Her secret? She took on one task at a time, but only with a large community effort behind her. What does that mean? It means she told everybody her goals. I mean that, gentle reader, everybody. Friends, people at parties, coworkers, and people in the mall looking for a new microwave all heard the same chorus.

"Hey, I'm quitting smoking, so if I say that I need a smoke, tie me down and don't let me smoke 'cause I'm quitting and I'm not going to smoke, so don't let me smoke." Hey, you aren't going to let that person smoke. Leave, yes, smoke, no.

Next, Amy joined Weight Watchers. She goes to the meetings. She talks about things. She talks to other people in Weight Watchers and she let's everybody know she's in Weight Watchers.

I'm telling you, you can save your precious Free Will by recruiting a vast army of people willing to give up their Free Will to bolster your Free Will. How? Tell them, ask them, beg them for help. Guys like me and the rest of the T-Nation team are there to help. But, that's not enough. Does your family know your goals? Coworkers? Professors? Mailman? Start putting it out there.

There was a time in my youth where I could go to a party filled with booze and an assortment of products from Columbia and no one would offer me a "share." Why? I was dumb enough to let everyone know that I was going after something that drugs and booze would only hinder. (I was joking about the "dumb enough" part. I'm damn proud of those decisions.)

Idea #3: I don't like this one, but it works: whittle down your life a little. I've always told my daughters that you can measure a good relationship by the way that you expand rather than contract. So, what am I saying? Maybe you do too much.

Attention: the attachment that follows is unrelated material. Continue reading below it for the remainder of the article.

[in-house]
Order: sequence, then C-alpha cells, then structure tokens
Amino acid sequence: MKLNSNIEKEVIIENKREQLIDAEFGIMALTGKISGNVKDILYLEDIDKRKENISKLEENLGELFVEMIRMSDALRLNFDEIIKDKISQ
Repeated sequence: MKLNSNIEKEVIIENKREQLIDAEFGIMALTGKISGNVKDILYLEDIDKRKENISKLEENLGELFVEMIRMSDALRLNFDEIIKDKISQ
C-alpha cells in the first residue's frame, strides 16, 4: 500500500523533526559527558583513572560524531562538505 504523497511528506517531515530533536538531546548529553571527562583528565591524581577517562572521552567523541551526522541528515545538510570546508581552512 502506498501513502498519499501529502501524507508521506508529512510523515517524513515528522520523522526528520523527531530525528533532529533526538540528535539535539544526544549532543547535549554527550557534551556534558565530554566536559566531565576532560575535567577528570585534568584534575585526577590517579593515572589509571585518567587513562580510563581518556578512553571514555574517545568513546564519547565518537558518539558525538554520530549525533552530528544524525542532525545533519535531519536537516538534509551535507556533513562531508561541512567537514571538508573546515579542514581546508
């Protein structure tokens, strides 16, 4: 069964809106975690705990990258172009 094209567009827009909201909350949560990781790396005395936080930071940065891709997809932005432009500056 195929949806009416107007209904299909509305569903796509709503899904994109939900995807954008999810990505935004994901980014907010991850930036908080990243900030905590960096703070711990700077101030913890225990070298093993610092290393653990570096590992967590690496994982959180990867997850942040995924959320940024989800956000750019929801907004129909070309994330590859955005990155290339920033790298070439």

I'm guilty; I love leaping into things. In fact, it's a rare fall that I don't have a conflict on a weekend between a Highland game, a flag football league, and an Olympic lifting meet. To do all of this, something has to give. Usually, my skills at Highland games, flag football, or Olympic lifting!



Whittle. I was at a party recently with a guy who told me he can't get back into training. Six minutes later he asked me about a ton of television shows that I'd never watched or heard of before. By God, this guy watched Joey!

Whittle that TV set and the time will appear for training. Don't TiVo a bunch of crap so you can watch it faster "without commercials!" When I was growing up, we never watched CBS. Why? We didn't get the station because of where we lived. You know, I never missed a thing. Now, we have 10,000 stations and I think there's always something better on another channel.

Whittle. Drunk all weekend and come to work hung-over? Whittle away a little there. Whittle away your workouts, too. Why does anybody do the "innie" and the "outie" thigh machines? Really, why?


3 Choices

There you go, friends. Once again, I offer some simple ideas, but the problem isn't so simple. Be very sparing with your little can of self-discipline, Free Will, or whatever word you want to toss around.

You have three choices to help you make better choices:

One: Be proactive and try to find someone or some way to cut back on all the options, all those deadly choices and decisions... especially in nutrition and training.

Two: Bring on everybody to keep an eye on you. The more personal trainers, mentors, gurus, Yodas, and Gandalfs in your life, the better. Tell everyone you know or meet your goals and watch how much easier it is to stay on track. The crazy lady on the 814 bus might be the one person that stops you from munching on that damn muffin.

Three: Whittle away at all the extras. Better yet, chop away. I'm not saying to disconnect with humanity, but I'd like to see you turn off the damn television set. Chop. Chop. Chop.

Hey, like the knight in Indiana Jones and the Last Crusade said: "Choose wisely."

And not very often...

© 1998 — 2005 Testosterone, LLC. All Rights Reserved.

"For sure, grit and spit will get you so far but it will also grind you down and leave you spent.
Good movement, superior movement, that is where grace and power live."


My 2011 Training Log